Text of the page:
By Ali Imran
WASHINGTON, May 27 : Dr. Akbar Ahmed, an internationally acclaimed scholar, has underscored the importance of finding a mix of political and administrative solution to militancy in tribal regions, saying use of force in the ongoing conflict only exacerbates the situation for the United States, central governments and the local populations.
Professor Ahmed, whose book “The Thistle and the Drone,” critiques the Obama Administration’s reliance on drones and the central government’s administrative failures in 40 tribal regions, pointed out that the U.S.-led war on terror fought in tribal lands has been overly dominated by ideological narrative.
After the 9/11 attacks, the United States began the war in Afghanistan without understanding the tribal nature of the Afghan society and similarly since 2004, it has been waging drones over skies of Pakistani tribal areas with dangerous implications.
In his study, Ahmed concludes that the U.S. has entangled itself in the war between central governments and tribal societies existing on the margins of the countries like Pakistan and Yemen. He says that 18 of the 19 hijackers involved 9/11 terrorist attacks had tribal roots, while al-Qaeda chief Osama bin Laden always relied on his tribal network.
History has repeatedly taught that excessive use of force is not the way out of insurgencies or unrest, said Akbar Ahmed, who currently is Ibn e Khaldun chair at Washington’s American University and a former Pakistani High Commissioner to the United Kingdom.
Ahmed, who served as Islamabad’s political representative in South Waziristan in the 1970s, cited the example of British Viceroy to India Lord Curzon, who devised a creative new way of governing the fiercely independent tribal areas on the edge of Indian empire in the early 20th century.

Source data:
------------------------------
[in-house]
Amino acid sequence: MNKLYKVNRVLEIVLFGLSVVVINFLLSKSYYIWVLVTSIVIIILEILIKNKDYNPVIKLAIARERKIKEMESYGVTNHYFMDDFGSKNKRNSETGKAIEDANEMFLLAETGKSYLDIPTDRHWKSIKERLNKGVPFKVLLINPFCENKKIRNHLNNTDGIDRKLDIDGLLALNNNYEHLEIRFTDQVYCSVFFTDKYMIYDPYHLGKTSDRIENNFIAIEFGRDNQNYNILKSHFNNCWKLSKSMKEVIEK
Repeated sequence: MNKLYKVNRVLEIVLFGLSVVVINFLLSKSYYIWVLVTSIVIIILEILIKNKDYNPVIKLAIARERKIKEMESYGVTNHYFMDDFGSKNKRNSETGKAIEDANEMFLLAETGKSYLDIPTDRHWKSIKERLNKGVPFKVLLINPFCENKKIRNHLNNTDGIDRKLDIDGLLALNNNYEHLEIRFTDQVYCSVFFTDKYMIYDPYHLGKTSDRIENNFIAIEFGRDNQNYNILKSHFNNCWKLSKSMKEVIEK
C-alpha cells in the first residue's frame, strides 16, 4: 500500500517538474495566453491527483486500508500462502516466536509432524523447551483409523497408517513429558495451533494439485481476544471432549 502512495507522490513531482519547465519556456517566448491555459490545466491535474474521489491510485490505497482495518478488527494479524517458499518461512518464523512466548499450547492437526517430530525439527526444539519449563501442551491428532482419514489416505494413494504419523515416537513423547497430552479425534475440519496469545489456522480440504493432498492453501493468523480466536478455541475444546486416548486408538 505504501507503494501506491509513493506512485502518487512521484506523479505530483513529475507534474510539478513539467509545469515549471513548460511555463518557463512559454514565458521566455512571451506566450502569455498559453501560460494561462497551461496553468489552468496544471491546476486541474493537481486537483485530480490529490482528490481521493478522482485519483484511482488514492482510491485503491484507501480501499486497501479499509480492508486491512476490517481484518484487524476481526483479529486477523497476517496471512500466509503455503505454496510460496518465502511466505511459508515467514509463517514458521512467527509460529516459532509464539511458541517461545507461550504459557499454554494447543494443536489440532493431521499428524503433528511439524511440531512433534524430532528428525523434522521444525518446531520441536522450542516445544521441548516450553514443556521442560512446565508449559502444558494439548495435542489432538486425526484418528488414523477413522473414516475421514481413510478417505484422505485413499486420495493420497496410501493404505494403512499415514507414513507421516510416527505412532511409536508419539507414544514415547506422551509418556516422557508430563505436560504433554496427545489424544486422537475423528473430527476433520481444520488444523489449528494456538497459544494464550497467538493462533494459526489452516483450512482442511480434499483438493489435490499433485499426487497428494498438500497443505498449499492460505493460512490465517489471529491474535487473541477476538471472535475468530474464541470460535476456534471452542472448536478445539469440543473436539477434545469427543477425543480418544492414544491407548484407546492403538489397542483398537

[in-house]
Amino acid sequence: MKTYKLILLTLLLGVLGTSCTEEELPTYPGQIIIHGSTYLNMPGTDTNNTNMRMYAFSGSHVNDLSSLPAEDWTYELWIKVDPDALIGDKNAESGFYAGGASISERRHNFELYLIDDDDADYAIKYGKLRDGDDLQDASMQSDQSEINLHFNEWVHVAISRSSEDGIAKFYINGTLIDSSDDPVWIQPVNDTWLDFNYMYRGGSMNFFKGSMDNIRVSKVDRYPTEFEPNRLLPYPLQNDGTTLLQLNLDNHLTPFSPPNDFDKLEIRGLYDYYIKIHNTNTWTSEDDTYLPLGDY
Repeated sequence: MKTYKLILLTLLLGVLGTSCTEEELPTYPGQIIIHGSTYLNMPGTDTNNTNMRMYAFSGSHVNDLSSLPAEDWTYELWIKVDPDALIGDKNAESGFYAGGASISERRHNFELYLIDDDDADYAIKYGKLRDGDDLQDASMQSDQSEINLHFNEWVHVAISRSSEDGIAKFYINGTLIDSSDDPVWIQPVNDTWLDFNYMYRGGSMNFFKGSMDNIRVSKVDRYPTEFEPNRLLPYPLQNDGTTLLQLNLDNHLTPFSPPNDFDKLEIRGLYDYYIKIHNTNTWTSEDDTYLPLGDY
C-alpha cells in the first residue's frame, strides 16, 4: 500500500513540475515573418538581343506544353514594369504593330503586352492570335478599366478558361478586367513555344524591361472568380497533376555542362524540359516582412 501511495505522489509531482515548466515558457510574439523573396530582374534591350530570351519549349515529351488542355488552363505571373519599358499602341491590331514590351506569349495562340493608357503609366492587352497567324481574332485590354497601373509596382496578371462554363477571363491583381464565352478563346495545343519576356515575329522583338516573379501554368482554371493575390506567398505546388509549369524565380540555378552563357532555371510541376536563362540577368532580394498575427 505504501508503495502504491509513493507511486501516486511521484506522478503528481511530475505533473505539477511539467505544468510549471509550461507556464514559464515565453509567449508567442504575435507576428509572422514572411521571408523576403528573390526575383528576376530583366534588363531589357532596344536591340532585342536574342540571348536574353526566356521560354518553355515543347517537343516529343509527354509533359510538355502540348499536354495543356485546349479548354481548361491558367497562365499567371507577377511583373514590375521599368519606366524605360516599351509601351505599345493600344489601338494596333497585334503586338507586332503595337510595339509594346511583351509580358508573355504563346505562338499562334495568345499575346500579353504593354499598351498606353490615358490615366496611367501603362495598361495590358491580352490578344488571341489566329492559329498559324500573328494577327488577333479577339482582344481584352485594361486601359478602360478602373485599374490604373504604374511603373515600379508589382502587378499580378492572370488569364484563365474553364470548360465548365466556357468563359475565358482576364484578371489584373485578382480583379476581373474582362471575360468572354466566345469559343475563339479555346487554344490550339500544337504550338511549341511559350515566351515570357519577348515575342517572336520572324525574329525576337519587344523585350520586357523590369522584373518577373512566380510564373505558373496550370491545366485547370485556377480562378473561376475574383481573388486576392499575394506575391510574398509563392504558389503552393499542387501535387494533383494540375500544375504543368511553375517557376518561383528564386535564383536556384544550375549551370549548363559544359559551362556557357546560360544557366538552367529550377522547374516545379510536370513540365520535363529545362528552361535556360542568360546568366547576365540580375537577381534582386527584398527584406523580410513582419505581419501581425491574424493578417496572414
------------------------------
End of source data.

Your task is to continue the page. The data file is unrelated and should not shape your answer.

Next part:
On drones, he said, they kill some militants but they also create hundreds more. Ahmed’s comments in an appearance on US TV channel came days after President Barack Obama, faced with international and domestic criticism of drone warfare, defended unmanned aerial operations but vowed to limit their use with stricter oversight.
Ahmed also noted during the discussion that the highly condemnable Boston bombings should be taken as a point to initiate America’s understanding of the marginalized people in tribal societies.
The author, who wrote about Dagestan and Chechnya in his book, explained his point by drawing attention to the fact that the Americans benefited enormously by learning about culture, traditions and way of life of the native Americans.If applied to the tribes on the periphery of the Muslim countries, the same approach would help Washington deal with the problems in a much better way.
The Thistle and the Drone is the third volume in Ambassador Ahmed’s trilogy about relations between the U.S. and the Muslim world after 9/11 that includes Journey into Islam (2007) and Journey into America (2010).
In The Thistle and the Drone, Akbar Ahmed provides a keen and unprecedented paradigm for understanding the war on terror and its impact on the local tribal people, beginning with Waziristan in Pakistan and expanding to similar tribal societies in Central Asia, the Middle East, North Africa, and Eastern Europe.
Since its publication by Washington’s Brookings Institution this spring, the book ‘The Thistle and the Drone’ has been getting a series of reviews in the mainstream American newspapers and electronic media outlets and is scheduled to be published in Pakistan and India in the upcoming days.
- Akbar Ahmed’s new book wins praise (thistleanddrone.wordpress.com)
- Ahmed says Islam had nothing to do with Boston Marathon bombing (thistleanddrone.wordpress.com)
- Assessing Tribal Islam (nation.time.com)
- The Thistle and the Drone: How America’s War on Terror Became a Global War on Tribal Islam (loonwatch.com)